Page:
Statement on U.S. Flag and National Anthem
The following statement outlines EMU’s position on the flying of the U.S. flag and playing of the national anthem as part of campus-sponsored events. In the case of events on campus that are hosted by outside organizations (such as local high schools renting an EMU facility or NCAA post-season play) the flying of the flag and playing of the anthem is determined by those organizations hosting the event.
A question occasionally asked of personnel at Eastern Mennonite University is, “Why does the university not display the U.S. flag on campus or play the national anthem at athletic events?” This statement offers an explanation for this practice.
This practice at EMU does not spring, as some claim, from ignorance but is rooted in deeply-held historical beliefs that God is ruler of all nations, not just ours, and that our allegiance to God as such transcends all nationalities, even our own.
Further, as followers of Jesus we are invited to join a visible fellowship of believers (the worldwide church) that knows no national boundaries. Consequently, for many of our members, it is a denial of our faith to pledge our allegiance to anyone or anything other than to Jesus. It is our response to the faith declaration of our baptismal vows, “Jesus is Lord.”
Because of this, we abstain from such symbolic acts as displaying the flag or singing a patriotic hymn that was made official as America’s national anthem as late as 1931. While the singing of Francis Scott Key’s chosen poetry as set to music has become a part of the popular culture, it is not mandated by law. We acknowledge that not all Christians agree with our practice. We do believe that diversity of opinion and practice are valuable within the larger Christian church.
We fully appreciate that at particular junctures in our nation’s history, feelings about patriotism run very deep. We are fortunate to live in a country where religious differences are tolerated and opportunities to dialog with civility are encouraged. We appreciate the freedoms we enjoy in this country and are especially grateful that our government allows many of our young people the status of conscientious objection to war, based on our understanding of Christ’s teachings.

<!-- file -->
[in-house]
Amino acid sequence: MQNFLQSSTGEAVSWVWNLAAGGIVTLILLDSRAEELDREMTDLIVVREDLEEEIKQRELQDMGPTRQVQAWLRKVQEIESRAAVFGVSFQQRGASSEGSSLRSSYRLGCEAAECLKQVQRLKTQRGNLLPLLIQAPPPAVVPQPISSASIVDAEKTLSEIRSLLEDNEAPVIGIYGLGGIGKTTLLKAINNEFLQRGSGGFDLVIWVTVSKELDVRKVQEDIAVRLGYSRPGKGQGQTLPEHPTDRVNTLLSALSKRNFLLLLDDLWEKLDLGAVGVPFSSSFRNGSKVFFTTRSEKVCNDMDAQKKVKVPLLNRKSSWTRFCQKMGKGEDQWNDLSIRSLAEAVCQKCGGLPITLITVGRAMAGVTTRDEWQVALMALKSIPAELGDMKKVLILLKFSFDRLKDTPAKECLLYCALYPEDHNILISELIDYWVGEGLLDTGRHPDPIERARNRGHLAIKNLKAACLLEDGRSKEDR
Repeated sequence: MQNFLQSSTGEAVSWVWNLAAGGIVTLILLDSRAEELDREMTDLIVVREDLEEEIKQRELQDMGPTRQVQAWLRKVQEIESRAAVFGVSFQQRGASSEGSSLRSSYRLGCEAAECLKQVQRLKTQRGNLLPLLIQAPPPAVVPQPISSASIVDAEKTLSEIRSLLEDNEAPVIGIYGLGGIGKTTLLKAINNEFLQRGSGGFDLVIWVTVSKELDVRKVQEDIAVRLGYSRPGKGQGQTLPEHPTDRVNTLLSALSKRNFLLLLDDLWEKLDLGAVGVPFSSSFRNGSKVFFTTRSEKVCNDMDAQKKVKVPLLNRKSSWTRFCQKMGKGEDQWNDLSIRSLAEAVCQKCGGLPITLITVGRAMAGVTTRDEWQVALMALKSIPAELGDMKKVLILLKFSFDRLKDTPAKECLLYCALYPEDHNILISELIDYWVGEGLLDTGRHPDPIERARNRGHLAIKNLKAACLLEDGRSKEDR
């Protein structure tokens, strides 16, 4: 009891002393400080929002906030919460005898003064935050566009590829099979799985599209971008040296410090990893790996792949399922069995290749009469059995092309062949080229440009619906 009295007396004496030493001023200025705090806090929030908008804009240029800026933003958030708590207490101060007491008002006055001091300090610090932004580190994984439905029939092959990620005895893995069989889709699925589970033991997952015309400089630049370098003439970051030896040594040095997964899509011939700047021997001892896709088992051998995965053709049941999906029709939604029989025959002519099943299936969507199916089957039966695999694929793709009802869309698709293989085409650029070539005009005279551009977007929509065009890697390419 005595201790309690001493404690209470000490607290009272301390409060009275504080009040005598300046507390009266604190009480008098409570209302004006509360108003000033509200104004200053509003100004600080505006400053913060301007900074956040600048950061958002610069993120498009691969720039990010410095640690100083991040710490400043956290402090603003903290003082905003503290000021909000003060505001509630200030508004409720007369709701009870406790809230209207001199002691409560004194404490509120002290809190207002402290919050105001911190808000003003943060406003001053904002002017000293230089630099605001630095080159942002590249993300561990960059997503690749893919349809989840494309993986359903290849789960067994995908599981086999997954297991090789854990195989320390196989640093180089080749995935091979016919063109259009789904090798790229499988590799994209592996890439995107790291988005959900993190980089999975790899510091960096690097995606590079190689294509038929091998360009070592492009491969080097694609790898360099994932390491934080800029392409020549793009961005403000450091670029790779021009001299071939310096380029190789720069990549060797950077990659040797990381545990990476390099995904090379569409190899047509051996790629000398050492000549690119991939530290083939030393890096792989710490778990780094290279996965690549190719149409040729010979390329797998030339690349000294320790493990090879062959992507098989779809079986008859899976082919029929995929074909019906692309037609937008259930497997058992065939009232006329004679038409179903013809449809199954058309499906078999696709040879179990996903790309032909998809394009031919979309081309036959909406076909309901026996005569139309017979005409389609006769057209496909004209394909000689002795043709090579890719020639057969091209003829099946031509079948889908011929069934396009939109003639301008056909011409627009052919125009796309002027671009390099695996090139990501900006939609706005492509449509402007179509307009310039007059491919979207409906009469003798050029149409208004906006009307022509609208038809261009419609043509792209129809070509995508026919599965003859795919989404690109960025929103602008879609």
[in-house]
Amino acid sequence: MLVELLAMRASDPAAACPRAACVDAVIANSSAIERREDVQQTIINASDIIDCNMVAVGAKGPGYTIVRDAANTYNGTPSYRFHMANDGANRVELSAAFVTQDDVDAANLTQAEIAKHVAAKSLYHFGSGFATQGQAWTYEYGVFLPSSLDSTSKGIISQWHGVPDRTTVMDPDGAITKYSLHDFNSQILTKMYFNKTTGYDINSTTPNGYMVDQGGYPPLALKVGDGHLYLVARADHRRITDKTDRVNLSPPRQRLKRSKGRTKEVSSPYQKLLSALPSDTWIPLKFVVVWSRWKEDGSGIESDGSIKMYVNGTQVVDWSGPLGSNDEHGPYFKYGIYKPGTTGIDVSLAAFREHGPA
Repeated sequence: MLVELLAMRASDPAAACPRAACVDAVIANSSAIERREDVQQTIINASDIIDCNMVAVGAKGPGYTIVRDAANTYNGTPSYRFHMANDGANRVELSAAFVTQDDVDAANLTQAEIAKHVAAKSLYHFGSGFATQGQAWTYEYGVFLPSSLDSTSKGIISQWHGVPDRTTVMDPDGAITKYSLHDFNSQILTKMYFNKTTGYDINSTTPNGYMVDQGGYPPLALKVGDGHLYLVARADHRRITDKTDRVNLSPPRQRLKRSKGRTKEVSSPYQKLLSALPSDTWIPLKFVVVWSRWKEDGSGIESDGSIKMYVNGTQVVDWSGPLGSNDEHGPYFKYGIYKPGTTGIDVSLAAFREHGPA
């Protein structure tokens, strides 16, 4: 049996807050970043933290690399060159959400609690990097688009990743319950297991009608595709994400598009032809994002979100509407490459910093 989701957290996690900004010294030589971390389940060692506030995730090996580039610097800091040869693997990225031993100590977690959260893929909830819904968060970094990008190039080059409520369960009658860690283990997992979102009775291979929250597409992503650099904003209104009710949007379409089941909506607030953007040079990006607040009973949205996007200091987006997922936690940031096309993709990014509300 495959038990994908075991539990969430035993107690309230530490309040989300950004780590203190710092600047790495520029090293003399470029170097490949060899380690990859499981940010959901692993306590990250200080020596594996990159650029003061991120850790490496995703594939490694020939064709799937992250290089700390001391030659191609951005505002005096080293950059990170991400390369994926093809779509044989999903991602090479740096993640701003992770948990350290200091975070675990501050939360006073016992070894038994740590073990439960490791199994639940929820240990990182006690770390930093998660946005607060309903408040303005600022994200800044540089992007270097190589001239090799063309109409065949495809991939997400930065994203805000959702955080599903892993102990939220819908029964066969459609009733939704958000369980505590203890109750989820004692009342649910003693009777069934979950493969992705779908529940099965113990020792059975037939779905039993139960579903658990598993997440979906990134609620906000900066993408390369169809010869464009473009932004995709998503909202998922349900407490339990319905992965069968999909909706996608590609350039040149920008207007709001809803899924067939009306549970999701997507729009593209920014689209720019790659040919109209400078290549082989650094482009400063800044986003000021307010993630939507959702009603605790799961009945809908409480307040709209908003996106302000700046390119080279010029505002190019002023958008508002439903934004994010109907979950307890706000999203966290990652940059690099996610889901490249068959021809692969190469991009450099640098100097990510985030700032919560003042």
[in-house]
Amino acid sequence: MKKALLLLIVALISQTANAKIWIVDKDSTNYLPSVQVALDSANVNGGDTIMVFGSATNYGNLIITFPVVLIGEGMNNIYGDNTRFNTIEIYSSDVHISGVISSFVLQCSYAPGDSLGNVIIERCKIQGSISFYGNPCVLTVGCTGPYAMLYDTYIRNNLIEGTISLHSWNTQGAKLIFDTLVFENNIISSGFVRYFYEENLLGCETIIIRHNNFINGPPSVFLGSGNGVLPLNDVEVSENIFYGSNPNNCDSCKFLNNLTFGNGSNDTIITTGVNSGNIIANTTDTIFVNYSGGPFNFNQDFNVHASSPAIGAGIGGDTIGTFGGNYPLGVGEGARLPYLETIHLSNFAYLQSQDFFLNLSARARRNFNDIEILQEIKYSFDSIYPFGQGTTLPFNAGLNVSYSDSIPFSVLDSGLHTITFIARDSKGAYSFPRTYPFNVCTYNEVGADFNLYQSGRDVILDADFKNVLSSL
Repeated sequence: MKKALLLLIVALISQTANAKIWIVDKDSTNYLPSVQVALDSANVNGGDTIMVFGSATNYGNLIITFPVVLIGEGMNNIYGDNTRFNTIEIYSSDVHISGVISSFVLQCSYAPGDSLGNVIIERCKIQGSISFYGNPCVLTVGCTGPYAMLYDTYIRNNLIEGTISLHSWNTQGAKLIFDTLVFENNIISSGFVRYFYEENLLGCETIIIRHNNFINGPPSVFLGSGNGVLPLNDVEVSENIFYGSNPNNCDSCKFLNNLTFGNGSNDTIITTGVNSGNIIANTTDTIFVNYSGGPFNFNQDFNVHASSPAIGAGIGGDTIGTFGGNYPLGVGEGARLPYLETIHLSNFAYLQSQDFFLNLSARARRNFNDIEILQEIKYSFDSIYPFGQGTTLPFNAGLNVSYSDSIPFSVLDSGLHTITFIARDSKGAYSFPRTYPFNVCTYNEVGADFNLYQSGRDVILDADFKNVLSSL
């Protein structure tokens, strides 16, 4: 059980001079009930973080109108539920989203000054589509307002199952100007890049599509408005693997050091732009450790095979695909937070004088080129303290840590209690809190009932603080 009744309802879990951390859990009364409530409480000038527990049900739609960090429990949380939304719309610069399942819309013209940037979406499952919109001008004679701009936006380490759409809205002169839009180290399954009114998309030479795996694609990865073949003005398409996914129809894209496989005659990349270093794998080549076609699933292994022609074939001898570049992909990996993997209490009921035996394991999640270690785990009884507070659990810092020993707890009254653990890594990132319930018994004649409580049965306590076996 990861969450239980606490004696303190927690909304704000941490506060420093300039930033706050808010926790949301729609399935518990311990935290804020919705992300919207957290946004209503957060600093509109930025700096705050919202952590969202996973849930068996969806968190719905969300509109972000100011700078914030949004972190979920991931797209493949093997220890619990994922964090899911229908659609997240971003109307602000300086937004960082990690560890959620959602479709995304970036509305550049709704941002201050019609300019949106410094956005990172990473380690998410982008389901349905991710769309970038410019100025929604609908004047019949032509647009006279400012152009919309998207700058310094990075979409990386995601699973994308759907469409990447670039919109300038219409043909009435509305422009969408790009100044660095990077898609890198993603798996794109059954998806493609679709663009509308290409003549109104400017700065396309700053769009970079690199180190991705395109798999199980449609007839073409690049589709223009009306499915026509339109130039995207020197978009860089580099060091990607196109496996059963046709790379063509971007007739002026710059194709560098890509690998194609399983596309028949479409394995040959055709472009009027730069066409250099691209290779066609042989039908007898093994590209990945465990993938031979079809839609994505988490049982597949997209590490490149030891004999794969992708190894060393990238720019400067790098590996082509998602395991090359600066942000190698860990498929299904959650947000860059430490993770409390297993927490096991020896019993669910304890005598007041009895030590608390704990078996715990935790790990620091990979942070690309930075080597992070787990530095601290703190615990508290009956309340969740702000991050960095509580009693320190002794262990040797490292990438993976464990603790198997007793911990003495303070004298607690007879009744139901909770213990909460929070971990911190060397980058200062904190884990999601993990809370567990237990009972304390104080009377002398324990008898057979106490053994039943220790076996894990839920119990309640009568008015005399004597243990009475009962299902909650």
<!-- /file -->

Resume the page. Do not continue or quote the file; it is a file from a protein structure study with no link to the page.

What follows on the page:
Many religious practices, when implemented in daily life, inevitably have political implications even though rooted in biblical interpretation. The affirmation, “Jesus is Lord,” even in the New Testament era, was and is a political statement in the broadest sense of that word. It is a mistake, however, to suggest that EMU’s practice is primarily a political statement (as usually defined in a more narrow partisan sense) or anti-American in its intent.
We express our love of country by responding to those in need, offering 1-3 years of alternative service rather than military service, and providing international peacemaking efforts to reduce the need for violent actions.
As with many religious beliefs, we are regularly confronted by the reality of inadequate answers to complex questions. We acknowledge frequent failures to live up to the best of our intentions, and we recognize the human limitations of our search for faithfulness. We desire to avoid defensiveness about our beliefs or practices recognizing that some will disagree, often quite vigorously. One of the ironies of religious freedom is that we are encouraged to allow everyone to express their beliefs even when we vehemently disagree or don’t fully understand the other. Toleration is hardly meaningful if any religious group, simply because it is in the minority or often misunderstood, is forced to adopt practices with which it disagrees.
Individuals with additional questions are invited to contact the President’s Office at 5490-432-4100.
Posted: May 2006